Slow start to 2014 for shares, China disappoints

Slow start to 2014 for shares, China disappoints

LONDON - World share markets made a soft start to 2014 on Thursday in the wake of disappointing data on Chinese manufacturing, while investors showed renewed appetite for commodities and the dollar as the new year got underway.

Gold grabbed the limelight with a 1.5 per cent jump to $1,220 an ounce, recouping just a little of the losses that made last year its worst in three decades.

The buying spilled over into silver and copper, with dealers talking of demand from Chinese traders looking to pick up commodities on the cheap.

The other action was in the yen, which resumed its long decline on the back of speculation the Bank of Japan will ease policy further while other central banks stay put or begin to rein in the huge amounts of cash being pumped into the economy.

The drop in the yen has been viewed as positive for Japanese exports and corporate earnings, and a major reason its share markets outperformed all others last year.

After China's official Purchasing Managers' Index (PMI) fell to 51.0 in December, manufacturing indices for Europe and the United States will offer more ideas on how global industry was faring into the end of last year.

Figures from the euro zone set a positive early tone as they showed manufacturing growing at the fastest rate since mid-2011 in December on brisk business in Germany and Italy, though a moribund French economy continued to weigh.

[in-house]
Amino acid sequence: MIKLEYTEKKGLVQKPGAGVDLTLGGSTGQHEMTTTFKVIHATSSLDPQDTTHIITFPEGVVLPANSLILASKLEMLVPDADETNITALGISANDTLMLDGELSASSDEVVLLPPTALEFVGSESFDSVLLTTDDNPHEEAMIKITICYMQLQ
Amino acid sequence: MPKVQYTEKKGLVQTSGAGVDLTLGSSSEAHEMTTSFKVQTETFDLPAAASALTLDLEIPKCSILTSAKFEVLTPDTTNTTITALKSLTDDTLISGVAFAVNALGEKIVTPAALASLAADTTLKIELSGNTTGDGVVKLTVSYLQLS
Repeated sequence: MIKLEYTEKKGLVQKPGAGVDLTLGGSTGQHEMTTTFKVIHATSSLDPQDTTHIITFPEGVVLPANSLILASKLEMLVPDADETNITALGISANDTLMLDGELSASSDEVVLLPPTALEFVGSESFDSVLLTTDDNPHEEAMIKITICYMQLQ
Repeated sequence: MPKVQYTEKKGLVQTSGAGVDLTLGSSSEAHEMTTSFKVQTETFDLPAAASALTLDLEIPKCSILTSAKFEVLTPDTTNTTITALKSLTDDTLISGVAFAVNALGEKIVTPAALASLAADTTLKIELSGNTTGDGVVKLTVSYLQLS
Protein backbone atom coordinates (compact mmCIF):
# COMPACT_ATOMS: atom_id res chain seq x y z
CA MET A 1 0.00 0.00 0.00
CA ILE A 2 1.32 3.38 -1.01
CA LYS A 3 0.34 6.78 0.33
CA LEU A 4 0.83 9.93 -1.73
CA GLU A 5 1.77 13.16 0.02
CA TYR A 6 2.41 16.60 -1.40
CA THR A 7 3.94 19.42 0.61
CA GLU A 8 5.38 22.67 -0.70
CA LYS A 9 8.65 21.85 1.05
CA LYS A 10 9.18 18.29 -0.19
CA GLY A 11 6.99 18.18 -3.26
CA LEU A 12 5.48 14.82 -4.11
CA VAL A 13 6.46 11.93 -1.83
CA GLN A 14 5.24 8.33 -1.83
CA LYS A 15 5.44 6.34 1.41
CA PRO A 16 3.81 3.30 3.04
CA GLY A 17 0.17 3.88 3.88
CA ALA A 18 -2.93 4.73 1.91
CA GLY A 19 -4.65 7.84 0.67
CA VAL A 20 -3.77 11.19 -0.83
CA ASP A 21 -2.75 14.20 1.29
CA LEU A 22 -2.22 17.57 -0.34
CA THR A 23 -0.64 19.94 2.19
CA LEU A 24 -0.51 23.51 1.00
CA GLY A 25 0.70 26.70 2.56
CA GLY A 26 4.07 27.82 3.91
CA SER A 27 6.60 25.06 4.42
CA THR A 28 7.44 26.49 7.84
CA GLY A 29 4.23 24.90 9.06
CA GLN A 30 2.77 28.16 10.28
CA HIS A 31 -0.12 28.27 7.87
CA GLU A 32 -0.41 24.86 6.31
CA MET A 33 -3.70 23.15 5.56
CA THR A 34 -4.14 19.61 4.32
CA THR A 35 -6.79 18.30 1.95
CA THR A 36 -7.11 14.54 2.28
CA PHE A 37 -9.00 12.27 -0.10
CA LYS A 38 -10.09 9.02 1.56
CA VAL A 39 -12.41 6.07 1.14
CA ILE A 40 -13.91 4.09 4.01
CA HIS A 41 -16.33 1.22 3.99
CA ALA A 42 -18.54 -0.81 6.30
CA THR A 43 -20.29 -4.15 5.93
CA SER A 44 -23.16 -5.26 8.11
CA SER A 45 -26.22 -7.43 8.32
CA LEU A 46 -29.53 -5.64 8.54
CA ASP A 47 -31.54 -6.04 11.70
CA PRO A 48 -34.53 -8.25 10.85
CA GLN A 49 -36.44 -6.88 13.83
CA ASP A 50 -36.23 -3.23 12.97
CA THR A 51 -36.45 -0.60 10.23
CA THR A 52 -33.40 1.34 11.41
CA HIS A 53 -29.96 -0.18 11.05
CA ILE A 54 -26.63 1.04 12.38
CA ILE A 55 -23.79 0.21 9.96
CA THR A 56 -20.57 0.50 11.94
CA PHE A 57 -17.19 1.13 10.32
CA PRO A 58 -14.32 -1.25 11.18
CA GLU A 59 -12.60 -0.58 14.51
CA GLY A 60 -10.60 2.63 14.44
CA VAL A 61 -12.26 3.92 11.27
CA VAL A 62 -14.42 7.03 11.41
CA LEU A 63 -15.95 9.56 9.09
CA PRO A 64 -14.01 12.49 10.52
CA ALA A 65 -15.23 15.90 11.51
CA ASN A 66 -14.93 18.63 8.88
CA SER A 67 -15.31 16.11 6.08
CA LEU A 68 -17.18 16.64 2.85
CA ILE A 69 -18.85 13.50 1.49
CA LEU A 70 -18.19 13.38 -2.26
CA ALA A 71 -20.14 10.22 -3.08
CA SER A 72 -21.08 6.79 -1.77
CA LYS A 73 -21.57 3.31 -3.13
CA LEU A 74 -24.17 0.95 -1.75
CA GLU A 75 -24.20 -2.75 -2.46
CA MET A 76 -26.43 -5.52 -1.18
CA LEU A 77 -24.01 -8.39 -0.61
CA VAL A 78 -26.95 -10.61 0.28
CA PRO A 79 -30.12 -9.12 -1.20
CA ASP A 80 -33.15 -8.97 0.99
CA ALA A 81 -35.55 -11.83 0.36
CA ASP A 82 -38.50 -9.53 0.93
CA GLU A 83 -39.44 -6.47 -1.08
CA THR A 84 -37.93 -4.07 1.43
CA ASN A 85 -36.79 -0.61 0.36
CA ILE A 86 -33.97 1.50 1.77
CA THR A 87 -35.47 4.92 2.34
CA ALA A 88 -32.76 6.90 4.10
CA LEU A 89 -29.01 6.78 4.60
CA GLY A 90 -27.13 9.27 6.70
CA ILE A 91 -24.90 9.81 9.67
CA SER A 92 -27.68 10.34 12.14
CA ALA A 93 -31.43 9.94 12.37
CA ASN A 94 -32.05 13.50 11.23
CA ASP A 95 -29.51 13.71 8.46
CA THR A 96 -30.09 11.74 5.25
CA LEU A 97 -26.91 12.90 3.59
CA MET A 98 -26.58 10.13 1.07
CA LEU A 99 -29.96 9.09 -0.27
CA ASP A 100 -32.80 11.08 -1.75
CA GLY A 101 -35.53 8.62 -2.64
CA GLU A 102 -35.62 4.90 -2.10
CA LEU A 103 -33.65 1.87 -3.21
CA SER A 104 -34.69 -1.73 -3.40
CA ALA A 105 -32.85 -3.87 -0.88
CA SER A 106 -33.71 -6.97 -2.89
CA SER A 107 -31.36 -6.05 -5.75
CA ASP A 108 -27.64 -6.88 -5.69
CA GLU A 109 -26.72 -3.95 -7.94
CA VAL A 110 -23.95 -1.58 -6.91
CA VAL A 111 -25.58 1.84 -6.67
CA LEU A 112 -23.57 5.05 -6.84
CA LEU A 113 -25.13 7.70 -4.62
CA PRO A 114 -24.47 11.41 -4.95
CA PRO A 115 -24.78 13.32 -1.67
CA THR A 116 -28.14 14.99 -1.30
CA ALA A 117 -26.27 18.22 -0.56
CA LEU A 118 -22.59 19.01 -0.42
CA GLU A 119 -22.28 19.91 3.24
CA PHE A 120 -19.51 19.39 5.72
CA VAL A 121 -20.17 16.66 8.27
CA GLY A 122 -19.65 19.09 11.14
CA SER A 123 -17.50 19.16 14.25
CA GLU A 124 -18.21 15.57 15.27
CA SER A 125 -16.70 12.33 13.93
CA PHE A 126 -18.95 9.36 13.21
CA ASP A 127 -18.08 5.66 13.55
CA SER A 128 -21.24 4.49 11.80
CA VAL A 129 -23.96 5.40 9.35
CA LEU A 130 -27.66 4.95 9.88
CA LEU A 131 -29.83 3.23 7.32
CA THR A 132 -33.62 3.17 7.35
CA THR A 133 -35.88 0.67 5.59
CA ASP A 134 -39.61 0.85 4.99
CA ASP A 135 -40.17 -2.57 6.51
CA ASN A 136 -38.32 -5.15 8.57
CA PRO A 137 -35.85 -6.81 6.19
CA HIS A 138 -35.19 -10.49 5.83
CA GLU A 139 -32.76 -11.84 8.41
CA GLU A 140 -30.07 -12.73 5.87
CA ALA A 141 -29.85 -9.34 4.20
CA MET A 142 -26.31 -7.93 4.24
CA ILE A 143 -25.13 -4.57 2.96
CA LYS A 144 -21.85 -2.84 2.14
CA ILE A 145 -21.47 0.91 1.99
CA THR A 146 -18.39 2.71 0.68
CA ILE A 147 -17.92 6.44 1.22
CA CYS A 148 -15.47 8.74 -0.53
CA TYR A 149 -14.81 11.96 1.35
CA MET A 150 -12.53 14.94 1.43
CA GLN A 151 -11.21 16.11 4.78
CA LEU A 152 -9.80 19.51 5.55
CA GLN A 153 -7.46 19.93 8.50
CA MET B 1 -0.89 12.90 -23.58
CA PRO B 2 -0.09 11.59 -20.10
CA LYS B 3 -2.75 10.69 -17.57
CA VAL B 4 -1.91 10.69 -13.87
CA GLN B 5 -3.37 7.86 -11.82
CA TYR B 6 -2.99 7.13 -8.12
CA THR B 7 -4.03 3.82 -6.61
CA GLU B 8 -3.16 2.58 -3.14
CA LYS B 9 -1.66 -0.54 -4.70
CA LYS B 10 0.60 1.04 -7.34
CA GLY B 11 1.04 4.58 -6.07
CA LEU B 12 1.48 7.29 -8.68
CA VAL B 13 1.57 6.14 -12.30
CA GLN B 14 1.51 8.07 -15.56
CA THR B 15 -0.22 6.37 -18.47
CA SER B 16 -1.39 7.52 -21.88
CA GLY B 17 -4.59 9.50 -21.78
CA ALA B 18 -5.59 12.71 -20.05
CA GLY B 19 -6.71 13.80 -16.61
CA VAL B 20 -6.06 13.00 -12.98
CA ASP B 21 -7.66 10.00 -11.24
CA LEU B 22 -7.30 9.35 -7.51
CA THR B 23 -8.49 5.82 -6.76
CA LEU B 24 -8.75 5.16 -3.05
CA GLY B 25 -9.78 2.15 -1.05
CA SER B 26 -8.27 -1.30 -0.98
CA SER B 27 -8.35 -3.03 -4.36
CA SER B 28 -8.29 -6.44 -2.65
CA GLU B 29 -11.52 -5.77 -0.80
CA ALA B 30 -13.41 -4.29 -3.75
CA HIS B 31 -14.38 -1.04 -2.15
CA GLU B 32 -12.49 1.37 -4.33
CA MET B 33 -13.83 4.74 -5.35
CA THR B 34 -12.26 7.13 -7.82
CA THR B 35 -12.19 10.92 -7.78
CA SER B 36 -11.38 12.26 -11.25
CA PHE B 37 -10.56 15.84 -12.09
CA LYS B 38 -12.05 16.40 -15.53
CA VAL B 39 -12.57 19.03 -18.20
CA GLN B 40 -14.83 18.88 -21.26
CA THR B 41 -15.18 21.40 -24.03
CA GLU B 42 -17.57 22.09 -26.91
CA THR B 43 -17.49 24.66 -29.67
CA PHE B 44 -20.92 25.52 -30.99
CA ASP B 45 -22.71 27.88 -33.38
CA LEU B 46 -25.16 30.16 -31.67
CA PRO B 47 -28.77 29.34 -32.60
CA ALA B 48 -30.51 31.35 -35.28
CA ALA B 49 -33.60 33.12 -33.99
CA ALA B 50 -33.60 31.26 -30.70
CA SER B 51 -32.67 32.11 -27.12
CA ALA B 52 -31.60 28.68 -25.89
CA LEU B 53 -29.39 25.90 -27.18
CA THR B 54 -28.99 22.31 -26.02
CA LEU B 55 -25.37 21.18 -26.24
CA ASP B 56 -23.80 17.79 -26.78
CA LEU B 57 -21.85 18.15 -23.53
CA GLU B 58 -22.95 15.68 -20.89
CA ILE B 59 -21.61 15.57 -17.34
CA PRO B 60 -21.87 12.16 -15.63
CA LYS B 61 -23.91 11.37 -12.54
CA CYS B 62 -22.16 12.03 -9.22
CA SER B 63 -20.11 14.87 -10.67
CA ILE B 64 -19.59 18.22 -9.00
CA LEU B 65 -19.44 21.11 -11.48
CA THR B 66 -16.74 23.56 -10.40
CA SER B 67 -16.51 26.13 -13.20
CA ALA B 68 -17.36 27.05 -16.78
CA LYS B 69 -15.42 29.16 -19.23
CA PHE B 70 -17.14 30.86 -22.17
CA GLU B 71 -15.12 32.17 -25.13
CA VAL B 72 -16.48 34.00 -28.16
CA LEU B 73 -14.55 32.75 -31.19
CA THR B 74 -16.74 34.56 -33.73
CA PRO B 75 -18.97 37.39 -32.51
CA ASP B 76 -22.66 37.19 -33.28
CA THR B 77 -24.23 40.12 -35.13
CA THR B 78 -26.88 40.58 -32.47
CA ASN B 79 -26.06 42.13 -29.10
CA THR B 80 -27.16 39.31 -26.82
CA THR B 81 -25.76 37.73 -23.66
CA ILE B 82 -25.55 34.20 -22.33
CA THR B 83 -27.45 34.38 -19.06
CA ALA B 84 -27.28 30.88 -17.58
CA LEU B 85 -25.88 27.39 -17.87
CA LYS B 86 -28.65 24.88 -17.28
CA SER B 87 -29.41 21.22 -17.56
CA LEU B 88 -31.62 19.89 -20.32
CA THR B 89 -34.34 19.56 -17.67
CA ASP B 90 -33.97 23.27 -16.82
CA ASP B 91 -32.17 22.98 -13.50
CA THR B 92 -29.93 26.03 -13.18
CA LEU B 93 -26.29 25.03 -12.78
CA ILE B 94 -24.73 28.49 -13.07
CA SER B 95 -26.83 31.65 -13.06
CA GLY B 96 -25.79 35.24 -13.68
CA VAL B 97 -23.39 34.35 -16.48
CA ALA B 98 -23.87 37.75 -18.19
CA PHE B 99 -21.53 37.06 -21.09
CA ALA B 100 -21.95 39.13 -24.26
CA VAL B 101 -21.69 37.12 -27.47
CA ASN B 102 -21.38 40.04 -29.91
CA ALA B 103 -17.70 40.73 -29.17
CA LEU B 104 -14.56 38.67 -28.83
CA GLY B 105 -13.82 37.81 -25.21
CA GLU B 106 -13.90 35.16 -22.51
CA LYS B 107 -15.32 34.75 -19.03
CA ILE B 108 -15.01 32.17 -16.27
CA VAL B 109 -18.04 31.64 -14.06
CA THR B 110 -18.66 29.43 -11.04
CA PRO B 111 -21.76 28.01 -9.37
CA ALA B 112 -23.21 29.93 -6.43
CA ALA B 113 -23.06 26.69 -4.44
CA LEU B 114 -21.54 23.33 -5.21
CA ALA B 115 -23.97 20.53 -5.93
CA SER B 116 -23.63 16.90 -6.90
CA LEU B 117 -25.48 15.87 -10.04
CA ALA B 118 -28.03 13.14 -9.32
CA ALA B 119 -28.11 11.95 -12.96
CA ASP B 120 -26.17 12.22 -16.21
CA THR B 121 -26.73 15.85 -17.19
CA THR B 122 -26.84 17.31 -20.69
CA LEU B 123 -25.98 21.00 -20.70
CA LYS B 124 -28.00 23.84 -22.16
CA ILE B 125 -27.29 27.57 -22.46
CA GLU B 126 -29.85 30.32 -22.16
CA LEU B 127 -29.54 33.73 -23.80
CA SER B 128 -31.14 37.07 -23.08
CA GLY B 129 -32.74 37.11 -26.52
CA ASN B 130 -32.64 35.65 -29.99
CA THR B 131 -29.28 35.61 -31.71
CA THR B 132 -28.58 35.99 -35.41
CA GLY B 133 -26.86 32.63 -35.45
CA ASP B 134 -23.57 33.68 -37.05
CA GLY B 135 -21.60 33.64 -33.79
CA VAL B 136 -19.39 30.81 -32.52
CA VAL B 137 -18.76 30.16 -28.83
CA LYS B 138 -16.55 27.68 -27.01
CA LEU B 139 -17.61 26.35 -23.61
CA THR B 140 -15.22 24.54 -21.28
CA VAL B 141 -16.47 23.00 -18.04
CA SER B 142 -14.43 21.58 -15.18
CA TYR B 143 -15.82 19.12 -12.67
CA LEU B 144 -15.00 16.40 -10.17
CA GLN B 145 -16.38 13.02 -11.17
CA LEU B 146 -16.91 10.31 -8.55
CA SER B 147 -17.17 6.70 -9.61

"With producers reporting further growth of new orders, exports and backlogs of work, the stage is set for a good start to 2014," said Chris Williamson, chief economist at Markit, which compiles the survey of purchasing managers.

European stocks .FTEU3 had started the year at a 5-1/2 year high, but an initial push higher proved short-lived despite the upbeat data as London's FTSE .FTSE, Paris's CAC 40 .FCHI and Frankfurt's Dax .GDAXI dropped 0.5, 0.6 and 0.5 per cent respectively.

Safe-haven European benchmark German bonds were also out of favour as investors continued to shed them in favour of riskier assets, while the euro sagged to a near one-week low as the dollar .DXY strengthened.


For the major currencies the main theme continued to be weakness in the yen.

The dollar hovered near a five-year high versus the Japanese currency at 105.35 yen, with the focus on whether US data later in the day will support the case for the Federal Reserve gradually scaling back its bond-buying stimulus.

The euro steadied at 144.70 yen, having clocked up gains of 26 per cent over 2013 to reach a five-year peak of 145.67. On the dollar it was down to $1.3733, but still not far from its recent two-year peak of $1.3892.

Dealers suspect the single currency has been supported by the repatriation of funds by European banks and a large and expanding current account surplus in the euro zone.

But there remains a general assumption that rising US Treasury yields will eventually lift the dollar up on the euro.

Yields on US 10-year paper are up at two-and-a-half year highs of 3.03 per cent. Even shorter-dated rates have been rising as improving US economic data justifies the Federal Reserve's decision to start tapering its asset-buying.

Prices of German Bund futures fell to their lowest since September 2013 on Thursday as investors continued to offload the top-rated bonds in favour of riskier assets.

US business and jobless claims data are due later and a speech by outgoing Fed Chairman Ben Bernanke on Friday may offer some more guidance on the central bank's tapering plans.

In oil markets, US crude futures were trading 22 cents higher on Thursday at $98.64 a barrel, while Brent added 20 cents to $111.00.

Having ended last year essentially flat, MSCI's broadest index of Asia-Pacific shares outside Japan .MIAPJ0000PUS fell 0.5 per cent on Thursday.

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